20|12|09 The Science of Relaxation | Lectures by neuroscientist Martin Dresler and psychiatrist Anne Speckens
The Science of Relaxation | Lectures by neuroscientist Martin Dresler and psychiatrist Anne Speckens | Wednesday 9 December 2020 | 20.00 – 21.15 hrs | Online at Radboud Reflects | Radboud Reflects and Donders Institute
Aankondiging - Haast, haast, haast. We hollen onszelf steeds weer voorbij en we moeten steeds weer omgaan met onrust en verandering. Hoe maken we ons de rust eigen in een gehaaste samenleving? Kan mindfulness daarbij helpen? En wat vertellen de cognitieve en neurologische processen die plaatsvinden tijdens onze slaap ons over het belang van rust? Kom luisteren naar neurowetenschapper Martin Dresler en psychiater Anne Speckens en denk mee over de het nut en waarde van rust. Zie de volledige aankondigingstekst onderin.
Announcement - Hurry, hurry, hurry. We keep running ourselves ragged and constantly have to deal with restlessness and change. How can we stay relaxed in a hurried society? Can mindfulness help us? And what can we learn from the cognitive and neurological processes, that take place during our sleep, about the importance of rest? Learn from neuroscientist Martin Dresler and psychiatrist Anne Speckens about the use and value of relaxation. See the full announcement below.
Verslag/review: The Science of Relaxation
On 9 December, two experts gave a lecture on “The Science of Relaxation”: Anne Speckens, a psychiatrist known of her research on mindfulness and mental processes playing a role in the development of depression and anxiety, and Martin Dresler, a neuroscientist known for his work on cognitive processes occurring during sleep and their role in different cognitive functions. During the livestream, they discussed the different aspects of our relation to sleep and relaxation.
The topic of the event, organized by Radboud Reflects and Donders Institute of Radboud University, could not be more relevant these days. When the world is struggling with the results of a global pandemic affecting our everyday lives, it is no surprise that the value of efficient relaxation radically increases. Modernity brought dramatic changes to our habits and lifestyles, that is no question; and these changes are exaggerated by the results of new kinds of regulations determining our everyday activities. From shopping or working, through travelling, to leisure in general, we are in a constant rush due to the cravings we face while trying to live a fulfilling life. On top of this, everything is changing in an ever-accelerating manner, whereas people have less and less time for relaxation.
Sleep – what is it good for?
In the first part of the lecture, Martin Dresler presented parts of his research on sleep. He introduced the strangeness of the controversiality of sleep as an activity practiced virtually by every animal. Looking at it from an evolutionary perspective, considering sleep as something beneficial seems rather paradoxical, as during sleep there is a higher risk of being attacked by a predator, without being able to flee or of self-defense. However, besides our general experience, research showed that sleep has quite a few biological functions that are crucial for our cognitive capacities to work properly. These functions include clearing the brain of its waste products produced during waking-time, regulating energy metabolism or hormonal balance of the brain, developing the immunological memory of our body, or regulating memory consolidation and emotions. Furthermore, dreaming, by simulating threatening situations, can contribute to the development of various coping mechanisms, that can be beneficial not just in a biological manner, but also from a social or psychological perspective too.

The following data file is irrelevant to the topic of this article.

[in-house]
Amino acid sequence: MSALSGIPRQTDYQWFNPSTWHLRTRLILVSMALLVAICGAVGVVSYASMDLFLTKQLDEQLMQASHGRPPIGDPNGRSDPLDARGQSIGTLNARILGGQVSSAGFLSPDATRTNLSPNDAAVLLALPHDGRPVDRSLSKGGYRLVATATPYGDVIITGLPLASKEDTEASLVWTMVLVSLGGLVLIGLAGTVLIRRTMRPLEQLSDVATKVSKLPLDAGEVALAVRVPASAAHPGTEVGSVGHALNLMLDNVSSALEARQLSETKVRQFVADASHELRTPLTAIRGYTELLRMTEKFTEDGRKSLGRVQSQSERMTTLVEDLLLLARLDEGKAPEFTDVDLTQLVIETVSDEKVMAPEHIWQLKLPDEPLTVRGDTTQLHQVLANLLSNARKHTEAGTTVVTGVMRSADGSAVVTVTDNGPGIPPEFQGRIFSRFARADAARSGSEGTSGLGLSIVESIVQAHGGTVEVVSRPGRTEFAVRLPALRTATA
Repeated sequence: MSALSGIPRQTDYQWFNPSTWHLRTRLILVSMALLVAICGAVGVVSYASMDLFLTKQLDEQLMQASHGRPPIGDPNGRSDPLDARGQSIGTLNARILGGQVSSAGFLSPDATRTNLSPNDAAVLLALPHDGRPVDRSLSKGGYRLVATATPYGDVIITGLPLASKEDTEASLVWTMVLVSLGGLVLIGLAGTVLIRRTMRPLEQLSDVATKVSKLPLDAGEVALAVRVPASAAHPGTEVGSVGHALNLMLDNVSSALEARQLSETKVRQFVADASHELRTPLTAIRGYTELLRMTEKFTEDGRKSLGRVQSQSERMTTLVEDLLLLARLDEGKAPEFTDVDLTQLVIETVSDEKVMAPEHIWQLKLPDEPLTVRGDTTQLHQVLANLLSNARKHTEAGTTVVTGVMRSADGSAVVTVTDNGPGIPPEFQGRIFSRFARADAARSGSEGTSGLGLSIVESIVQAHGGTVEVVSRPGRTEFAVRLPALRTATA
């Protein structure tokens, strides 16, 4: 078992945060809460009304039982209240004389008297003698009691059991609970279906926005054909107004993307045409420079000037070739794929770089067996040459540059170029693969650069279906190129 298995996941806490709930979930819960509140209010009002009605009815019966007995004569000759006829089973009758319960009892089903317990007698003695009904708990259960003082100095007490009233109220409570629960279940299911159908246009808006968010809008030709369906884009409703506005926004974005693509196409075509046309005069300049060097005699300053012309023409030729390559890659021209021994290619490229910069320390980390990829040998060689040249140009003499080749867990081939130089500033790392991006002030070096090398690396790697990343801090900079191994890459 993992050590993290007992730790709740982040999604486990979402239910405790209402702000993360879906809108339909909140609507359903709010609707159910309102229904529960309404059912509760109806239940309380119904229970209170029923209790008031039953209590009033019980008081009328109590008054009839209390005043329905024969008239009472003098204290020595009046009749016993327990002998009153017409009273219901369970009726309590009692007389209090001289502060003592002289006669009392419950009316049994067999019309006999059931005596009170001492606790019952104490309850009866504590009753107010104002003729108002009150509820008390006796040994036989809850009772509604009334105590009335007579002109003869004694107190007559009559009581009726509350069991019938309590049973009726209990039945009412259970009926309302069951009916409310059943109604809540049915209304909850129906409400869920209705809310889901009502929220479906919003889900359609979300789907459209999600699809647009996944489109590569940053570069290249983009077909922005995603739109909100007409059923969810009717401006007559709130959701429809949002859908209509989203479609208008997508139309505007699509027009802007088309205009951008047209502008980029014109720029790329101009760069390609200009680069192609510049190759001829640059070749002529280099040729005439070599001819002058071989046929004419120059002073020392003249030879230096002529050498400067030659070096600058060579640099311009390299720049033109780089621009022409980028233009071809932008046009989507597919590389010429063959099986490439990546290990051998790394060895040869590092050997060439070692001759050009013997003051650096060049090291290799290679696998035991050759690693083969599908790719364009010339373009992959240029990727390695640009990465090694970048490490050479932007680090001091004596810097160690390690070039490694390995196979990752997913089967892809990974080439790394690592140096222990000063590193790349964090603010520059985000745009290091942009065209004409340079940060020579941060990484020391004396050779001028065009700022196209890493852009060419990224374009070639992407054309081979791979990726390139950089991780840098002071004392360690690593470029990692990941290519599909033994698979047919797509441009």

Taking all these functions into consideration, Dresler moved on to present the scientific methods for measuring sleep. He emphasized the importance of the quality of our sleeping habits by pointing out that the development of several health impairments, such as Alzheimer’s disease, are related to sleeping disorders. Following this thought, the question arises naturally: how could we improve the quality of our sleep? Dresler discussed different methods that are aimed at the improvement of the different biological functions of sleeping. It was shown that beneficial outcomes could be achieved through the enhancement of sleep; however, there could also be unforeseen risks. Therefore, he ended up on a somewhat ethically charged thought: considering the unpredictability of the risks of trying to optimize sleeping, should we do it?
Mindfulness – a life practice or a practice of life
For the second lecture of the evening, Anna Speckens took the floor to guide us through the vast field of mindfulness research. Having its origins in the Eastern traditional philosophies like Buddhism, the ever-growing interest in Western cultures surrounding the practitioners and scientists engaging in mindfulness is a rather peculiar phenomenon. There is no surprise for this expanding interest, as in Western societies with the fixation on constant economic growth and expansion, complemented with the pressure to be successful and achieve as much as it is possible. People usually are not able to have enough time to process all the information and experiences they are bombarded with. The increased pressure present in our everyday life is one of the main causes of the increasing occurrences of mental disorders as anxiety, depression, stress, distress, or burnout.
Speckens continued with presenting what they are doing to fight the negative effects of our lifestyles, by providing mindfulness training for people that are feeling the urge for change in their life. They teach various techniques, including meditation, to show people how they can be able to learn recognizing their unconscious emotional reactions and behavioral patterns, and by training to build an acceptance without judgement towards these. This is what they call disengagement; by achieving such a state the opportunity to objectively examine the once unconscious patterns, the opportunity arises to intentionally change them. If being successful in practicing and learning mindfulness, the results are better self-care by recognizing the true needs one might have, or by being able to accept unpleasant experiences. Another beneficial result can be a more open-minded attitude towards oneself and others, therefore gaining the ability to be more present in the building of meaningful human relationships.